Group East XXIX Corps 207, 297, 78, 170, 296, 35, 206 Infantry division; in transfer: 22, 164 Infantry division
in Germany 228, 231, 311 Infantry division
Oberost (East Prussia) XXXIV, XXXV Corps 209, 365, 372, 379, 393 Infantry division
Reserve Army and Commander of the army armament XXXII Corps 351, 358, 386, 395, 399 Infantry division

Overview of fully established and operational divisions of the Wehrmacht, Waffen-SS and Luftwaffe on June 8, 1940

Overview
Panzer mot.Inf. Cav. Inf. Mountain Airborne Total
Army Group B 6 5 1 27 1 40
Army Group A 4 2 39 45
Army Group C - - - 23 23
Norway - 5 2 7
Poland, East Prussia 11 11
Reserves 1 24 2 27
TOTAL 10 8 1 129 3 2 153

Approximate organization strength of the major types of the German Army divisions in 1940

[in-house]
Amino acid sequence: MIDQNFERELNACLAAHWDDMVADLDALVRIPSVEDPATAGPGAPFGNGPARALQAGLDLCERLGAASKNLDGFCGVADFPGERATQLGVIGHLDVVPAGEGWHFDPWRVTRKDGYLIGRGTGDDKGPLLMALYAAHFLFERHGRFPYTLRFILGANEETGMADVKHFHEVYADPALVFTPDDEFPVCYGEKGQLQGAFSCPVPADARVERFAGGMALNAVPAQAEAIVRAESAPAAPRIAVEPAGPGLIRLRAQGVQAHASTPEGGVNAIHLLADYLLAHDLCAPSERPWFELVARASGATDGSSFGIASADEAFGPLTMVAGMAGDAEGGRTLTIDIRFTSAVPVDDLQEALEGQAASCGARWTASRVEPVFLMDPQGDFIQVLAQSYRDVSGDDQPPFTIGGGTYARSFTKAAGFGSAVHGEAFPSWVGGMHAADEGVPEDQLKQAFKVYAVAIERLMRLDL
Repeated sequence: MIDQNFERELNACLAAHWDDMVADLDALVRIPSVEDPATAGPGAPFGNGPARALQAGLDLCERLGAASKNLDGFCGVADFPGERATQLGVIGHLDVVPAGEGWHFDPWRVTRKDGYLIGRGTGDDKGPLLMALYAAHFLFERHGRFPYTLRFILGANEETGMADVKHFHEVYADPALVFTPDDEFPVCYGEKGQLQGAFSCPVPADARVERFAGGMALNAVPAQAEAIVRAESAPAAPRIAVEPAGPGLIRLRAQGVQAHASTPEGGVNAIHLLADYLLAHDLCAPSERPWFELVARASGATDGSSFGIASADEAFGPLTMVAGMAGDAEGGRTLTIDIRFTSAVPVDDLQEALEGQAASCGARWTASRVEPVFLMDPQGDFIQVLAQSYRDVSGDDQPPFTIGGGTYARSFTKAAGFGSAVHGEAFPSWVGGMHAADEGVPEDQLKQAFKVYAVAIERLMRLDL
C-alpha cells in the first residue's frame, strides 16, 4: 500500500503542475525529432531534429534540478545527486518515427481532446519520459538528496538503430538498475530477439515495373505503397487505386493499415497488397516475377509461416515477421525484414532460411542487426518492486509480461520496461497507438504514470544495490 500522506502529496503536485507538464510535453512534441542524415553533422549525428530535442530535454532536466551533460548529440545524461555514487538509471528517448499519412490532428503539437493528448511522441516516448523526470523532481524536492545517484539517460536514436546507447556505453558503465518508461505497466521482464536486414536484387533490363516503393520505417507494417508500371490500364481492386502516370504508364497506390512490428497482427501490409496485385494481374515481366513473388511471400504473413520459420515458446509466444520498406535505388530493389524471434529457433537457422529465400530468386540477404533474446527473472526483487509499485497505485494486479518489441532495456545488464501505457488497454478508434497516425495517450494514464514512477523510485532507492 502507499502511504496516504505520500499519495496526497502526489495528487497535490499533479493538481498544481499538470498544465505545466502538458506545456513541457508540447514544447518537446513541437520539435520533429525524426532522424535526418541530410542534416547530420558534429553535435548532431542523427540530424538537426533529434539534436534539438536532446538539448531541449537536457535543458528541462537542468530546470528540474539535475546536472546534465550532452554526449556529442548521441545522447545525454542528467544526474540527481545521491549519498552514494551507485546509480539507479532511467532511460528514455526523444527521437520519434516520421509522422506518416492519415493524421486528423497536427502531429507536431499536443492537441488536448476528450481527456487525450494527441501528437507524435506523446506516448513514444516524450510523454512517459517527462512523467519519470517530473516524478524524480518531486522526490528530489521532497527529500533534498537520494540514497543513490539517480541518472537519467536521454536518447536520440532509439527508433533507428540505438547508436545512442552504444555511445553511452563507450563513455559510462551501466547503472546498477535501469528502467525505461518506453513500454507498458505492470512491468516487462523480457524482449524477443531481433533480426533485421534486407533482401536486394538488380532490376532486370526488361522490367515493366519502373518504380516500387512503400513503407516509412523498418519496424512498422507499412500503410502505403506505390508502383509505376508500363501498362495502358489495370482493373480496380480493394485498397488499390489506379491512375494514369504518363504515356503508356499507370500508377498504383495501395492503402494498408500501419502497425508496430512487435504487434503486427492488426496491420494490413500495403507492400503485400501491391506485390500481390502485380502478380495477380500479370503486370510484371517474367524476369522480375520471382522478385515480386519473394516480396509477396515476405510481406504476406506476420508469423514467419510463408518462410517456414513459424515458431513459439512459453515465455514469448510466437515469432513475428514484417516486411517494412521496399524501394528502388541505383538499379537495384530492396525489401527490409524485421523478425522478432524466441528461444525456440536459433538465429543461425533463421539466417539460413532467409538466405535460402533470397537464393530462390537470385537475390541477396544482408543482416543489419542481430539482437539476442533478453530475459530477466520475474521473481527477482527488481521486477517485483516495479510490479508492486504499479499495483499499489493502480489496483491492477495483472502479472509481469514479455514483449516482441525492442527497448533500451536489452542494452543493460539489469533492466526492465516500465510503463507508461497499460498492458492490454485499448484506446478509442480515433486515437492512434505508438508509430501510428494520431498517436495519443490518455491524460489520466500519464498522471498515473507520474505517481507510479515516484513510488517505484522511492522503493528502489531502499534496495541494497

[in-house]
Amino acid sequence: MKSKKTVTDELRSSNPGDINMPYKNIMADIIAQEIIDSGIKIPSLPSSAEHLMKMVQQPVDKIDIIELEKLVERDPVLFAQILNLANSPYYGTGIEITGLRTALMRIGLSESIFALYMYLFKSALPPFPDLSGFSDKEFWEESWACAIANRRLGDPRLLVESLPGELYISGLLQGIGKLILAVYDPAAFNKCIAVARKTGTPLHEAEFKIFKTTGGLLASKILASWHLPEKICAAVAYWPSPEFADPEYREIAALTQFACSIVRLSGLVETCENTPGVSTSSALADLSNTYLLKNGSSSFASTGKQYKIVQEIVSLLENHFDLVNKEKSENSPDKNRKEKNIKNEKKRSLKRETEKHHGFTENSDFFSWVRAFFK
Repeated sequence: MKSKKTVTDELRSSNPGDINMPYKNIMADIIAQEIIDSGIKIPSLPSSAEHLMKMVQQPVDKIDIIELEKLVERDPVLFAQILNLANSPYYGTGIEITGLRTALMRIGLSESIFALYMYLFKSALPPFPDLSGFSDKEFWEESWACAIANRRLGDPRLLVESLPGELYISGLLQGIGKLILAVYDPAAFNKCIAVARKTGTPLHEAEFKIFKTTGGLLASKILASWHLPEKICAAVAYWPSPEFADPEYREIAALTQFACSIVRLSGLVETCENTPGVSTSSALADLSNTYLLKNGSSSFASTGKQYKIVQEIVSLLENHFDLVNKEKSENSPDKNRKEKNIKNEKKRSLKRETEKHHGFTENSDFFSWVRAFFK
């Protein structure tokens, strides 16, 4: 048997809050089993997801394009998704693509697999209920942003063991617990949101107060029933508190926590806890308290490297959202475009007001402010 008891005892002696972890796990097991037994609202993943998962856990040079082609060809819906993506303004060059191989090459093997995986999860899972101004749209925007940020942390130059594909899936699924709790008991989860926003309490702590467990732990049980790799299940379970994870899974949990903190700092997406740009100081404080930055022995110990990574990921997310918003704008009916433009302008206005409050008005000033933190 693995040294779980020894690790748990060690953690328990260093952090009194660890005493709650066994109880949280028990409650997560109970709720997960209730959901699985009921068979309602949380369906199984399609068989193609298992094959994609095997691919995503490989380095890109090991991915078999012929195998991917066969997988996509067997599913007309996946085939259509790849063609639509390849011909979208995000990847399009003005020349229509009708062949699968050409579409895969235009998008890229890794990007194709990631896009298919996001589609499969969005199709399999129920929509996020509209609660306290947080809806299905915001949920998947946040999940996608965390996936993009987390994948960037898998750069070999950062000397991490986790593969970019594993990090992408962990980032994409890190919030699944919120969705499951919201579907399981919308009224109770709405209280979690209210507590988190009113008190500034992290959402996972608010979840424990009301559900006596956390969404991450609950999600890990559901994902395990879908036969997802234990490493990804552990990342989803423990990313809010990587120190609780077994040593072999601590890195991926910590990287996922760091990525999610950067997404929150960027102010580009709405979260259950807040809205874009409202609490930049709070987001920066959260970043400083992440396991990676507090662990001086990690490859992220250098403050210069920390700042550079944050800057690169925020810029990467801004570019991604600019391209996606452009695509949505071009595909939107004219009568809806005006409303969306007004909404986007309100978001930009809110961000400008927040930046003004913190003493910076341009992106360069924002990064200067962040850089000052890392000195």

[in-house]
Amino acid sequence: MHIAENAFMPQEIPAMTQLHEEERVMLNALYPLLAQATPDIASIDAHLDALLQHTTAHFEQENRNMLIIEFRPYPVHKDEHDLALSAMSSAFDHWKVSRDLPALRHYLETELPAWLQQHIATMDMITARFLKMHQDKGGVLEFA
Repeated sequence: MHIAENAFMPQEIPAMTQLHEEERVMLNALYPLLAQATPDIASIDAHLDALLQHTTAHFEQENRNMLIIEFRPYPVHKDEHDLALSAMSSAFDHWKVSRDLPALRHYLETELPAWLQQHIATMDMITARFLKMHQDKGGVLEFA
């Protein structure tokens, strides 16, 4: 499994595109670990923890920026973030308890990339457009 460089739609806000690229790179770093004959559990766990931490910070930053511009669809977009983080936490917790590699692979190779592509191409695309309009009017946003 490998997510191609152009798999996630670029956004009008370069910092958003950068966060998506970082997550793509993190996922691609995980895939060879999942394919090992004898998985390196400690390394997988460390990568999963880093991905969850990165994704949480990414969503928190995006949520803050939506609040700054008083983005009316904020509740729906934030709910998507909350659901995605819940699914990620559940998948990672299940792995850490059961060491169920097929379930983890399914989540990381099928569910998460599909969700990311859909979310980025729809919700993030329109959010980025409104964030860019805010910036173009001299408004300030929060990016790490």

Infantry Division motorised Infantry Division Mountain Division Panzer Division Airborne Division
Officers 500 500 ? 400 500
Officials 100 100 ? 100 100
NCOs 2,500 2,500 ? 2,000 2,500
Privates 13,400 13,400 ? 9,300 13,400
Total men 16,500 (35 divisions of 1st wave 18,000) 16,500 ? 11,.800 16,500
Infantry Regiments 3 with 3,000 men each 3 with 3,000 men each 2 with 3,000 men each 2 with 3,000 men each 2 or 3 with 3,000 men each
Machine guns MG34 500 500 220 220 500
Mortars 140 (54 x 8,1cm, others 5cm) 140 (54 x 8,1cm, others 5cm) 90 50 140 ((54 x 8.1cm, 86 x 5cm)
Infantry guns 25 (6 x 15cm, others 7,5cm) 25 (6 x 15cm, others 7,5cm) 14 (2 x 15cm, 12 x 7,5cm) 10 ?
AT 3,7 cm PAK 36 75 75 48 (6 x 4,7cm) 50 36
Howitzers and guns 48 (12 x 15cm, others 10,5cm leFH ) 48 (12 x 15cm, others 10,5cm leFH) 32 (16 x 7,5cm, 8 x 10,5cm leFH, 8 x 15cm) 28 24 (10.5cm recoiless guns)
AA 20mm Flak 12 12 12 12 12